Soaring cost of glass bottles has some California North Coast wineries seeking alternatives
California North Coast vintner and wine grape grower Clay Shannon is looking for alternatives to his hefty glass bottles after seeing those costs rise 20% to 50% — if he can find them.
In the past year, the costs for bottles alone has added another $10 to $12 to each 12-bottle case for Shannon Family of Wines.
“That’s a kick in the teeth,” Shannon said. “And the availability is difficult.”
What his Lake County wine group has been experiencing is in line with glass bottle price inflation for other U.S. vintners, according to a Rabobank report released earlier this month. Pricing for the packaging is up by as much as one-fifth, though some producers have encountered much less cost pressure, wrote Stephen Rannakleiv, the report’s author.
By comparison, inflation for consumers was up 8.5% overall in March from a year before to a 41-year high, and inflation for manufacturers generally was up 11.2% annually in March by a record amount, according to the latest federal figures.
Higher prices for the empty bottles are partly an outgrowth of soaring fuel cost, itself one of five significant disruptions in the global wine supply chain since mid-2021, according to Rannakleiv, a global beverages strategist for RaboResearch. Higher fuel prices come on top of big jumps in freight costs, which reached a head last fall as demand rebounded from the pandemic faster than the supply chain. The other challenges have been labor, crop production and geopolitics, he wrote.
Natural gas is a key fuel for glass furnaces, and in the weeks since the Russia-Ukraine conflict flared up, prices for natural gas in Europe, a key source for high-end bottles, have jumped by 550%, the report said. Fuel has accounted for 10%-20% of the cost to make bottles in the U.S. and 30%-40% in Europe. The countries caught in the conflict are also a key source for aluminum, from which screw cap bottle closures and certain capsules are made.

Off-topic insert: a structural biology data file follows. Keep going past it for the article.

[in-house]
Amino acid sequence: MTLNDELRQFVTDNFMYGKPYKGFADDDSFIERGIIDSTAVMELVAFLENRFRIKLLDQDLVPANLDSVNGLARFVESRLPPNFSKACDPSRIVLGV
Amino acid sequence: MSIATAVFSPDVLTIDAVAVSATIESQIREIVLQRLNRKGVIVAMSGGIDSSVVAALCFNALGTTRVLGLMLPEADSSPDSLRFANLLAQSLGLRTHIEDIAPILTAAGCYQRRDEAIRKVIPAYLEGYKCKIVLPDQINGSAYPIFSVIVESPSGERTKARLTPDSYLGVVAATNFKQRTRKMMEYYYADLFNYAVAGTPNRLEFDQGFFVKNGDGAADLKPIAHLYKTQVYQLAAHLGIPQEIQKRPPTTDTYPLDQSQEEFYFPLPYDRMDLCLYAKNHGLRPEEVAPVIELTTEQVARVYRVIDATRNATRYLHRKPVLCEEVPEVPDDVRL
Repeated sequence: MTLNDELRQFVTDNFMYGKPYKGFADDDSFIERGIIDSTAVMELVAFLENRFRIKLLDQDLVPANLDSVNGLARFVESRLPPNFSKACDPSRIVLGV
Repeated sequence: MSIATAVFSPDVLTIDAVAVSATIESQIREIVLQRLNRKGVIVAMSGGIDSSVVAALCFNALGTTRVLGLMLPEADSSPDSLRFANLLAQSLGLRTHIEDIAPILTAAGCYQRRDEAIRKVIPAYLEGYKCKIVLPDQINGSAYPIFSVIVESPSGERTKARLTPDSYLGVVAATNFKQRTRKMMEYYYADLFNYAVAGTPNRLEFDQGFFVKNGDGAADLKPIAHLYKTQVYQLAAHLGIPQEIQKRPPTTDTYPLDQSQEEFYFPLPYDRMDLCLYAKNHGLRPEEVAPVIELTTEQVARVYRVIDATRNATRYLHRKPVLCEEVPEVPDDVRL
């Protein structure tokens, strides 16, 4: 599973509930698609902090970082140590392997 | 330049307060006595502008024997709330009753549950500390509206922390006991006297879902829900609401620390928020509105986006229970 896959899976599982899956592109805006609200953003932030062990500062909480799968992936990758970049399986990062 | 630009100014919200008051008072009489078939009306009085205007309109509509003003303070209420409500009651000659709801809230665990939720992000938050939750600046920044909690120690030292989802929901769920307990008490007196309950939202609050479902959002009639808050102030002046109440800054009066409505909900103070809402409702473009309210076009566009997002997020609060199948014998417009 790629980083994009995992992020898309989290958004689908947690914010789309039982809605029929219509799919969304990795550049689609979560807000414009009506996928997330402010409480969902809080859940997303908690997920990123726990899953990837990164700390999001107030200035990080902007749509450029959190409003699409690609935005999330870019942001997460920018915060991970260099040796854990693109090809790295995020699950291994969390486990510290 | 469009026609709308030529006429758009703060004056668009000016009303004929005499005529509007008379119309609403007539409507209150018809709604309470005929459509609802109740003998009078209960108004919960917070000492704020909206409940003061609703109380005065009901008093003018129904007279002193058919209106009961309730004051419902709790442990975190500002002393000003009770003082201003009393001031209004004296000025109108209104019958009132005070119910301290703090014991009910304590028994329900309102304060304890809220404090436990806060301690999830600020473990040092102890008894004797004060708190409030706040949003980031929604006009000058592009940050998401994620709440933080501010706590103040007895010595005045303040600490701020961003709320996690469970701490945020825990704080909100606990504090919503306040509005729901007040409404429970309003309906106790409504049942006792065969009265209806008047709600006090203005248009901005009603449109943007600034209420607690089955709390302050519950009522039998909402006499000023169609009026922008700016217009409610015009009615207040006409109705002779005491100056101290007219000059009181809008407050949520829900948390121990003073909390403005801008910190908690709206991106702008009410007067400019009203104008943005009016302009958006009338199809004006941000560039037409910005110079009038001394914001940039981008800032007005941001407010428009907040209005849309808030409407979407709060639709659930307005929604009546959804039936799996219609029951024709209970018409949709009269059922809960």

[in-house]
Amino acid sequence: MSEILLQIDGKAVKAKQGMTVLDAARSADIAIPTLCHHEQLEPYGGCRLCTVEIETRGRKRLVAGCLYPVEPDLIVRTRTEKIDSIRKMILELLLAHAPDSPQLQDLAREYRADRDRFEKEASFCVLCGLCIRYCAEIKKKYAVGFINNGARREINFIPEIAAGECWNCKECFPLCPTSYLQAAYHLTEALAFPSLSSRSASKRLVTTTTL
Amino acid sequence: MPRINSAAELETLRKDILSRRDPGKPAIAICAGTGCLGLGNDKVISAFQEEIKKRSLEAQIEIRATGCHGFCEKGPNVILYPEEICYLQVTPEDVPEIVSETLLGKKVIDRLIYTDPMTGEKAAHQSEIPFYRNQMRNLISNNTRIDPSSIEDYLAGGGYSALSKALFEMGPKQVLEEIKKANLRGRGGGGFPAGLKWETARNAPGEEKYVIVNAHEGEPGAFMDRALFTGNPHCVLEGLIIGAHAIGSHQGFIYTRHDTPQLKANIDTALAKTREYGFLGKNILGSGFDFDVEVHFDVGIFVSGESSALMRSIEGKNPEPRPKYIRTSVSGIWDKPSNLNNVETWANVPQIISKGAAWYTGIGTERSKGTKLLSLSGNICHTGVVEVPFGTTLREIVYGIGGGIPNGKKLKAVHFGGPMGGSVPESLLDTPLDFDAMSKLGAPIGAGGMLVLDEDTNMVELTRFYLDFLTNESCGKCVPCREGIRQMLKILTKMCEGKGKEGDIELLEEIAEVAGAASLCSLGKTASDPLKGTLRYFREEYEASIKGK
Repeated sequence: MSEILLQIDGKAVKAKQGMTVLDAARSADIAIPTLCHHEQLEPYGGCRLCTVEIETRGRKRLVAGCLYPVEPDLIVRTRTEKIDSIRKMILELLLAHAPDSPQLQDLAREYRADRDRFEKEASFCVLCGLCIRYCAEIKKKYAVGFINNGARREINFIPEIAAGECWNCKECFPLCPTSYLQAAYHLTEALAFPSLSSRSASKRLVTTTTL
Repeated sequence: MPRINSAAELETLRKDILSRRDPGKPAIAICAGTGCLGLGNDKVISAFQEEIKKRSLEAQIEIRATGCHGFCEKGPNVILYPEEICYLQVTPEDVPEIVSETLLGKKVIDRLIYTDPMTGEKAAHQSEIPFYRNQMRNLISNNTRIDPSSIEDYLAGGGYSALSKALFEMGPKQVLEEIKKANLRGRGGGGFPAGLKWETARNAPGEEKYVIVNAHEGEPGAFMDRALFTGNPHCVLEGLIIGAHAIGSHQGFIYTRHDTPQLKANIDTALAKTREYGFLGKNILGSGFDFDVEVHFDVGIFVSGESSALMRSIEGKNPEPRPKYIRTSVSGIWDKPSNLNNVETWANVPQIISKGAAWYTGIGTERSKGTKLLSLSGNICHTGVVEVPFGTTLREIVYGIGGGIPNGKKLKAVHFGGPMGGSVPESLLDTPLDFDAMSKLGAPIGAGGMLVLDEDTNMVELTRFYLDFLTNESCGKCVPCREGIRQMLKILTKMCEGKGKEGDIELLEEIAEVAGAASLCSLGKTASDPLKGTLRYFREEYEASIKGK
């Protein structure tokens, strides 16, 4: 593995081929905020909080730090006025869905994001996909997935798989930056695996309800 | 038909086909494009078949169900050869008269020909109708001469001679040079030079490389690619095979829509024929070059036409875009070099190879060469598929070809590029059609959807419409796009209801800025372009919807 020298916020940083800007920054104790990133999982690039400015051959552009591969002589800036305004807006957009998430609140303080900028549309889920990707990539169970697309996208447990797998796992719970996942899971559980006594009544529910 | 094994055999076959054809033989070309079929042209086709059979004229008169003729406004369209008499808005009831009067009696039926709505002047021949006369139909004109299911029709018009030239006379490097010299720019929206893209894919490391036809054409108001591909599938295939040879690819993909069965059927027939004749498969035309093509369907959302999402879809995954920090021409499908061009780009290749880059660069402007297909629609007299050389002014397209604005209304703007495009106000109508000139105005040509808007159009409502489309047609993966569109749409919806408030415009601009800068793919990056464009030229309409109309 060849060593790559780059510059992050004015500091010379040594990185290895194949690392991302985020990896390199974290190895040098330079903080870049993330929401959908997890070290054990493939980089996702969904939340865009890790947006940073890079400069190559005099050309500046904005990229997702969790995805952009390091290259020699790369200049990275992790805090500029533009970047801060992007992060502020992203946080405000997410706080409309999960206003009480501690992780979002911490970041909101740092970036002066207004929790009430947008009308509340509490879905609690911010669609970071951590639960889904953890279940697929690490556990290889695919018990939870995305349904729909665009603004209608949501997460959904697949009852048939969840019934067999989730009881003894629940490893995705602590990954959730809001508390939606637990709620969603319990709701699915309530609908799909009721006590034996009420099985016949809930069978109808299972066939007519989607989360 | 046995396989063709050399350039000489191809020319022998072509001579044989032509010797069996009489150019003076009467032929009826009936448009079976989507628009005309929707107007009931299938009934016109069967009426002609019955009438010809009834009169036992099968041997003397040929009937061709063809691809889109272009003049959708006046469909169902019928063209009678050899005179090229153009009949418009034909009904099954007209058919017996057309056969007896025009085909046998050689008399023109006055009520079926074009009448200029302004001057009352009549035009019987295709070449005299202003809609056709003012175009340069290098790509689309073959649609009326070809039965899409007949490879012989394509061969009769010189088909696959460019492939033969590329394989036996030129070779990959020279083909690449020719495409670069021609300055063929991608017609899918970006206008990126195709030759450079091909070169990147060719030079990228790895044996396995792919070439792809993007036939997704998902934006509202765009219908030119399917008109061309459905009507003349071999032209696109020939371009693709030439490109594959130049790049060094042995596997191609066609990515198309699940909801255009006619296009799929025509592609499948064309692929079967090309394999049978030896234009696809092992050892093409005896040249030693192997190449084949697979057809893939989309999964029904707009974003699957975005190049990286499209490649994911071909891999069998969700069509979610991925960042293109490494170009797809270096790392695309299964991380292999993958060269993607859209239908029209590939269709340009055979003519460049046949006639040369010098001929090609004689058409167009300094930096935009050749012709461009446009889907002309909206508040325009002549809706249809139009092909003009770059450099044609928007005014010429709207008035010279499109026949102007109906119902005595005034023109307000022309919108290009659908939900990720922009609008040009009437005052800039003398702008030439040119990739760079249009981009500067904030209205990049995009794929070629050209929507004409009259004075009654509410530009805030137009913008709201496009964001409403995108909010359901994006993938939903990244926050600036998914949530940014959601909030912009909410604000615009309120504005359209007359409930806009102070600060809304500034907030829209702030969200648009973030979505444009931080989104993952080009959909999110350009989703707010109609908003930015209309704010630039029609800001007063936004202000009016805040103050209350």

Rannakleiv told the Business Journal that a bottle producer in Spain had seen a 1,200% increase in its natural gas cost in 2016-2020, forcing the supplier to double its prices. Because of the higher proportion of glass cost in cost of goods sold for European fine wine producers, that bottle price hike hits them harder than it would for that glass coming to the U.S.
“Europe exports much of what it produces in high-end wine all over the world,” Rannakleiv said of Old World vintners. “If cost of glass is up by 50% and freight costs have gone through the roof, how do you maintain export volume around the world? Maybe there will be a discussion that to survive with the most expensive glass in the world they may not need to ship glass around the world.”
Some vintners have talked about raising retail bottle prices because of the rapid rise in costs. Executives at The Duckhorn Portfolio in Napa Valley discussed such a move during an analyst conference call late last year.
The maker of the Duckhorn, Decoy and Kosta Browne brands told the Business Journal that grapes are the most significant cost of goods it faces, but that is layered into its pricing strategy up to three years back. However, the company has seen an increase in cost from its glass bottle maker, so Duckhorn has factored in its existing bottle inventory and doesn’t expect the bottle increase to be reflected in cost of goods for the majority of the current fiscal year.
“In response to the current sustained inflationary interval, we are accelerating the timing of certain planned price increases,” CEO Alex Ryan wrote in an email. “This said, we have a thoughtful pricing strategy for our wines that is designed to enhance the long-term growth of the business while maintaining top-line momentum. We do not expect to deviate from this long-term strategy, although the timing of some of those increases has been and may continue to be hastened by the broader environment and our goal of keeping a healthy margin profile in line with our cost structure over time.”
In the report, Rannakleiv advocates for exploring lightweight alternative packaging and moving as much as the supply chain as possible closer to the consumer. Doing that could reduce costs and help reduce a winery’s total greenhouse-gas emissions, something becoming increasingly important to retailers and consumers.
“Wineries are often faced with the choice of economic sustainability or environmental sustainability,” he said. “If oil prices are going to be structurally higher going forward, then maybe they can balance reduction of greenhouse gases with financial sustainability.”
Shannon already has been looking into lighter-weight glass bottles because European markets have been requiring such moves. That could also help with increasing the number of cases that can be hauled by truck to stay under highway weight limits and helping distributors and retailers to increase worker safety, he said.